Your Company valuation and how you pitch it to Investors

Before booking that appointment where you pitch to investors, you should have sorted out everything about your valuation. There is absolutely no way you would pitch the idea to an investor and then ask for more time to go back for proper valuation. There is a previous post that talked about having a power pitch and how to go about that, but this post will focus on how you defend your valuation before investors.

Normally, when valuation is done, you should get a range figure of what your company is worth. But, like is normal in negotiations, the founder will choose to go with the figure at the top of the range, while the investor might be gunning for the figure at the bottom of the range. The goal should be how both parties can reach a mutually satisfying deal.

The debate is usually not about the funds to be raised, since it is assumed that the founder should have done his/her math and estimated the right sum needed to take the business to the next stage of growth. What both parties will have to settle for usually is what percentage of equity should be exchanged for the sum. If you have watched even one episode of the Dragon’s Den, you probably have a fair idea about how this works.

When you say your business is worth $100,000 or $1,000,000 what do you need to justify this claim to your investor?

Let me just state first that, as a startup founder, it is not wrong to go with the top figure in the valuation range. It shows potential investors that you have confidence in your business, what it is worth, and what it could become. This, however, does not mean that they would accept your figure just like that.

The previous post already gives out pointers to what a founder should be doing to get a proper valuation. This is not meant to be a repetition of that post. Rather, this post will show you how to justify the value that you have arrived at. After all, what would be the point of an excellent valuation done, if you cannot tell your investors why your business is worth that much and even more.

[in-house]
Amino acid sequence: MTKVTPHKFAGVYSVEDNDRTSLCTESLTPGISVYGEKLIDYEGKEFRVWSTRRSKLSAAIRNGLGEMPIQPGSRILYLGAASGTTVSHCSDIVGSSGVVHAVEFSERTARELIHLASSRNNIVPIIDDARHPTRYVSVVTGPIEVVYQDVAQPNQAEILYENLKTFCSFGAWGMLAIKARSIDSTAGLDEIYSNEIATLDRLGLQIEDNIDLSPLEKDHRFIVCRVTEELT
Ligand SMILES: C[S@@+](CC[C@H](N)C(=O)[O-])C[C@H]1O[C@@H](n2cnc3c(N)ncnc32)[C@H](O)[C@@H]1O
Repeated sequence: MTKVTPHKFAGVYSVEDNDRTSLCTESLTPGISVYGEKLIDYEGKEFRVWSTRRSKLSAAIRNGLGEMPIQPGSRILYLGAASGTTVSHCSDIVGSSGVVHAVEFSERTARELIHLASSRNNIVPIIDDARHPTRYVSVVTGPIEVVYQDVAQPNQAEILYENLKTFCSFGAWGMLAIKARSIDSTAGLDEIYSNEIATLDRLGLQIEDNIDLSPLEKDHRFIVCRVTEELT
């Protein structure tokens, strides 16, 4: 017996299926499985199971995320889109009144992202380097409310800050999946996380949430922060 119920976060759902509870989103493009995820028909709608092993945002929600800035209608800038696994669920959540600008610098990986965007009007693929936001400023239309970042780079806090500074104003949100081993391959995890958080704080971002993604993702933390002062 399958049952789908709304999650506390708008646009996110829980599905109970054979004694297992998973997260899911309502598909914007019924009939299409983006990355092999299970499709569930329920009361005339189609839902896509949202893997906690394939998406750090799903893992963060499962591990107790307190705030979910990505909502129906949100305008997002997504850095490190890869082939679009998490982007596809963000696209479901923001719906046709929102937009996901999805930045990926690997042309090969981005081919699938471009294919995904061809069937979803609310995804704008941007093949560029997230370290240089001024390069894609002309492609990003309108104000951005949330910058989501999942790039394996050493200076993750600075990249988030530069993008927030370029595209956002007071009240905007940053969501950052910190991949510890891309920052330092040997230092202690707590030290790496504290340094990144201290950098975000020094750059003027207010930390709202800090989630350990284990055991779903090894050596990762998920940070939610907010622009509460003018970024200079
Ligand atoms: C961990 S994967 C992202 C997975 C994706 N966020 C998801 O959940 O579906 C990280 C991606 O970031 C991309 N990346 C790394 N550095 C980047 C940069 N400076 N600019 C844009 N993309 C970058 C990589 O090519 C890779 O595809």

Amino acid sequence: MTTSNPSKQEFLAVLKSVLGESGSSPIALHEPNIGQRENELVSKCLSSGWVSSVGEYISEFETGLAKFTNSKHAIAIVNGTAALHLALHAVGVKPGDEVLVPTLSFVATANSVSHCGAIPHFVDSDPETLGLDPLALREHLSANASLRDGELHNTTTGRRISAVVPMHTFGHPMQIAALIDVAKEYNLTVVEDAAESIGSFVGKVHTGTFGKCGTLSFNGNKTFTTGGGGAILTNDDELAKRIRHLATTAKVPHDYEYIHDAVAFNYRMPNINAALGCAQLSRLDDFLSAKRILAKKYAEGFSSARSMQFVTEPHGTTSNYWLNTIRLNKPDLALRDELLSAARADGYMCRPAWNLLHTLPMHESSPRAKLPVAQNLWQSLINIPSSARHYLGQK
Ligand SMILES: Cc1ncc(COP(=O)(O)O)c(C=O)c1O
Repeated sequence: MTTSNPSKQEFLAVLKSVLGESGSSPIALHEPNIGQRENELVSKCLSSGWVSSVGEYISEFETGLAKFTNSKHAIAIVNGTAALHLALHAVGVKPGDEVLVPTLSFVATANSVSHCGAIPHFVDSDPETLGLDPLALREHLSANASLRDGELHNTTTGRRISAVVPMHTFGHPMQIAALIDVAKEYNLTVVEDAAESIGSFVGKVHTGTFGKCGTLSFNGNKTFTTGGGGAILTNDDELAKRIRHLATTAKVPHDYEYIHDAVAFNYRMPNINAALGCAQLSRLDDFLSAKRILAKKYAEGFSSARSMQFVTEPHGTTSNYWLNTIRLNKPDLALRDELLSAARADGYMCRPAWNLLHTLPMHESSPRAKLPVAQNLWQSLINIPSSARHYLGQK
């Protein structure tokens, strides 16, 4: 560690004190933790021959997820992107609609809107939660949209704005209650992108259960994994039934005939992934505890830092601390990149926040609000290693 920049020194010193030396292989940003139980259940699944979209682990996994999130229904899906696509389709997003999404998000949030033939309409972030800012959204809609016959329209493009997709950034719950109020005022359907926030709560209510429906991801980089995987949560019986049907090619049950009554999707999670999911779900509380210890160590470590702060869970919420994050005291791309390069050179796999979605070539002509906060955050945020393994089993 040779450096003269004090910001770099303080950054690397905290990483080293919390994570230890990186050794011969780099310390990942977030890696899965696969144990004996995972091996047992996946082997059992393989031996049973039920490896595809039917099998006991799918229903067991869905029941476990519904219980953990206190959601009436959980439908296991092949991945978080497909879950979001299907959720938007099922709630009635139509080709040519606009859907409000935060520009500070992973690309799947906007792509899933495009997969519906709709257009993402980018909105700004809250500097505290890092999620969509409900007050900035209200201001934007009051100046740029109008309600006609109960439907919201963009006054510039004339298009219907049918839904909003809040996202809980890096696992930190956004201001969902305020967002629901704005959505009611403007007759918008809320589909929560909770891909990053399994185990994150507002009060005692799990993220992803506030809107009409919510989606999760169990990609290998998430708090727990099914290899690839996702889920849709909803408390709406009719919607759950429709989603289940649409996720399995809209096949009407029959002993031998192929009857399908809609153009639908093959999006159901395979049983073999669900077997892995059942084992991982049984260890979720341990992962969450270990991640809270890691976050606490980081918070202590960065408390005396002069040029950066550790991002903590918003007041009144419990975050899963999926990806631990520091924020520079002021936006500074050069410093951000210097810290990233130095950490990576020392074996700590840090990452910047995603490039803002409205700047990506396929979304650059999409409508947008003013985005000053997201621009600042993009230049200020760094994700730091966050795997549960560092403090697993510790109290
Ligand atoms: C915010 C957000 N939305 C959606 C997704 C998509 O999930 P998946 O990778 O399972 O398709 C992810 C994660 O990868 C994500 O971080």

Make a good case for your business. If you have crunched your numbers right, then you can explain with ease how the revenue model works and how the growth potential for the business will be actualized. No investor wants a plan that stops in the paper or a juicy investment that never materializes.

If you currently have holes in your operations, or gaps in your management team, talk about it. You may think that by withholding such information, your company would be considered more valuable. In truth, it may not work out that way for you. Instead, talk about the gaps yourself and highlight how the lack of funds has limited you from building the team or the system that you want. Then go ahead to state how the funds will be used to secure the people needed to join the team, and close any gap.

Talk about the potential exit value for and from your company. For the most part, investors want to be part of your growth but only to a certain point and not forever. You should be able to clear any doubt or perceived obstacle for exit plans in the future. Also, explain the potential exit valuation, and give pointers as to how much returns investors could look forward to getting when they choose to exit the business, and how much returns they will get if they stay.

Ensure that you have done your homework. If there are similar businesses like yours that have recently raised funds and conceded more equity for less money, then try to find out what differences exist between both businesses. Who knows, it may fall on you to explain why you think your business is worth more than a similar business at a similar stage of growth.

Whatever it comes to, keep in mind that fundraising is not only about the money you bring in, but about the value. If you have to accept a lesser valuation from an investor(s) whom you think brings more to the table than just money, don’t be afraid to. If the investor has the network, experience, and wherewithal to take the business to the next stage, be ready to bend a little to accommodate that investor.

Like I said in an earlier post, getting partners or investors is just like getting married. You are generally better off with an investor who has more than money to bring to the startup.

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